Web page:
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Cult movie stars

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Cult Movie Stars (1991) - Danny Peary
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Cult Movie Stars was my first movie book, it gave me new perspectives on the nature of cinema. I went into the Fnac and asked for a book on movies, but 'other' films. A sales lady recommended this one. It was my first foray into cult films. Somewhat dated by still highly recommended. [Nov 2006]

Cult of personality: directors or actors

That an actor is more important than a director to 'sell' a movie to its audience is apparent from the fact that Amazon lists the name of the movie star next to a movie, not the director.

As a rule, I try to follow the work of certain directors, but seeing one of my favourite actors or actresses starring in a film is a reason in itself to see it.

For an interesting view on how directors choose their actors and what they desire from them is Catherine Breillat's 2003 highbrow and entertaining movie Sex is Comedy.

My personal favourite actors include James Spader, Jennifer Jason Leigh, James Woods, Dirk Bogarde, Michael Moriarty, Christopher Walken, Karen Black, Gérard Depardieu, Patrick Dewaere, Philippe Noiret, Bruce Dern, ...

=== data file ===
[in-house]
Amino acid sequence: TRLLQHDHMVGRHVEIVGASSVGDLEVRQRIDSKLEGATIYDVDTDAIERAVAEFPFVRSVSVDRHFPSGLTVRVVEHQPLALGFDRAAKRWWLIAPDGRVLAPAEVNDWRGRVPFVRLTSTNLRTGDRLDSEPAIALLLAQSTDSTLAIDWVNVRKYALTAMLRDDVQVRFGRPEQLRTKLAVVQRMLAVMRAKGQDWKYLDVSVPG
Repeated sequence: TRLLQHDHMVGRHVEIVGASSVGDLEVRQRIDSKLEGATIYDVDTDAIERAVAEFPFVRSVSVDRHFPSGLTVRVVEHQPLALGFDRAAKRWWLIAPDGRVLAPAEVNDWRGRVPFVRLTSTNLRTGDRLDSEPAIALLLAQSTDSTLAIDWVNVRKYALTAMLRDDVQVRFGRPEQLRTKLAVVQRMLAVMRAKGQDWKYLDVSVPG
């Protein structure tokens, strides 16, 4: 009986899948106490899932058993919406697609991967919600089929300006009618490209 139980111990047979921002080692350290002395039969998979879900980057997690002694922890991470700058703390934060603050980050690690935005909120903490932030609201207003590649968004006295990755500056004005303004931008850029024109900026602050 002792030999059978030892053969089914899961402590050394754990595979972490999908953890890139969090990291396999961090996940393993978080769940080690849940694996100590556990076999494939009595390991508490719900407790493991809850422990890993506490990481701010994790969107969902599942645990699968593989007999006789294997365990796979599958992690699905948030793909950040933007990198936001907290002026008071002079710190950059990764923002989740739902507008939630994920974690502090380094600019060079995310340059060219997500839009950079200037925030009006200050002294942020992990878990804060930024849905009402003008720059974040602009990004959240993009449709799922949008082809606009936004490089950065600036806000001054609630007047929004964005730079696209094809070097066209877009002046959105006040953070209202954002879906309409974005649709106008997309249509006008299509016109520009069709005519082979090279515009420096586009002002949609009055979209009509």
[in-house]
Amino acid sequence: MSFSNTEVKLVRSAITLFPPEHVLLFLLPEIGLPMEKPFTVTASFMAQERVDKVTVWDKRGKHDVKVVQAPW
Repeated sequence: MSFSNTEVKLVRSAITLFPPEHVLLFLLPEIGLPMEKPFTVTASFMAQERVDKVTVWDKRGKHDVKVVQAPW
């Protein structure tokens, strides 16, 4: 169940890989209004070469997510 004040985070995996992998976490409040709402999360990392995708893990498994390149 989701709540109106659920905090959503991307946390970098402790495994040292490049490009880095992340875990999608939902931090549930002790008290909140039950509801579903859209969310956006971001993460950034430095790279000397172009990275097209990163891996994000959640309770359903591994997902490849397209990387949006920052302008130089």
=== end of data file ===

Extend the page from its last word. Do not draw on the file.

Cult Movie Stars (1991) - Danny Peary

Cult Movie Stars sounds like a publisher's idea for a follow-up to Peary's best known books, but if it isn't in the same league as those, it's certainly worth owning. Peary deals with 750 performers, ranging from major stars like Dietrich, Davis and Bogart, to horror actors, skin-flick starlets and even British comedians (at last an American book which recognises the Sid James phenomenon, even if it does mistakenly say he was in Carry On Nurse). Certainly one can quibble about the selection criteria (De Niro is included but not Pacino; I looked in vain for Mariana Hill; and to bring the book up to date, perhaps the likes of Winona Ryder and Christian Slater should have been present) - but that would be to miss the point. This does not attempt to be a definitive reference book but an appealing dip into the world of cult stars - hence there is no attempt to provide complete filmographies, just a smattering of the stars' most interesting output.

Peary writes: ‘My intention is to get movie fans to seek out particular stars and show why others are so devoted to them.’ His mini-essays succeed at this, communicating a real enthusiasm for cultural icons and obscure exploitation stars alike. His criticism is concise and full of insight - and he has a talent for useful subjective writing. Of Natalie Wood, he writes: ‘It's such a relief when Santa gets her the home she dreams about in Miracle on 34th Street, when James Dean loves her in Rebel Without a Cause ...I just wish someone was there for her in Splendor in the Grass. She was my favourite actress and, like many, I get chills when, in that picture, she almost drowns.’
Darren Slade

[Book that got me started in being interested in offbeat cinema: About movie stars and their films who developed a cult audience. Riveting read. Limited availability.]

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